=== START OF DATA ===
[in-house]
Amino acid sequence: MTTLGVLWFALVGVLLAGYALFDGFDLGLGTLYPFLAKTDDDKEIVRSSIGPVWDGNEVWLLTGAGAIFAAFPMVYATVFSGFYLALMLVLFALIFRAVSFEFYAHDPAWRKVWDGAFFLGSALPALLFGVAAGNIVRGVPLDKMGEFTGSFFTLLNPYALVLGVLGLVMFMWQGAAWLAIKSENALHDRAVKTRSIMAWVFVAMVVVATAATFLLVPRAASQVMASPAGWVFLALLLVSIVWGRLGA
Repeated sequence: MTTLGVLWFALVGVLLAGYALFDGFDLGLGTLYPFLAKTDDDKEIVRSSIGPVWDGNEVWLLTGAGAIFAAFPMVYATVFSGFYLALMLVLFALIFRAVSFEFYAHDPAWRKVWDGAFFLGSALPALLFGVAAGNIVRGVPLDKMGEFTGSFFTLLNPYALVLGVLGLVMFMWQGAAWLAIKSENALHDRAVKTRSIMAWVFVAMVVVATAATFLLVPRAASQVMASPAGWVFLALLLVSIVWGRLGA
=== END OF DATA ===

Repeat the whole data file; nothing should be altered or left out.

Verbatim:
[in-house]
Amino acid sequence: MTTLGVLWFALVGVLLAGYALFDGFDLGLGTLYPFLAKTDDDKEIVRSSIGPVWDGNEVWLLTGAGAIFAAFPMVYATVFSGFYLALMLVLFALIFRAVSFEFYAHDPAWRKVWDGAFFLGSALPALLFGVAAGNIVRGVPLDKMGEFTGSFFTLLNPYALVLGVLGLVMFMWQGAAWLAIKSENALHDRAVKTRSIMAWVFVAMVVVATAATFLLVPRAASQVMASPAGWVFLALLLVSIVWGRLGA
Repeated sequence: MTTLGVLWFALVGVLLAGYALFDGFDLGLGTLYPFLAKTDDDKEIVRSSIGPVWDGNEVWLLTGAGAIFAAFPMVYATVFSGFYLALMLVLFALIFRAVSFEFYAHDPAWRKVWDGAFFLGSALPALLFGVAAGNIVRGVPLDKMGEFTGSFFTLLNPYALVLGVLGLVMFMWQGAAWLAIKSENALHDRAVKTRSIMAWVFVAMVVVATAATFLLVPRAASQVMASPAGWVFLALLLVSIVWGRLGA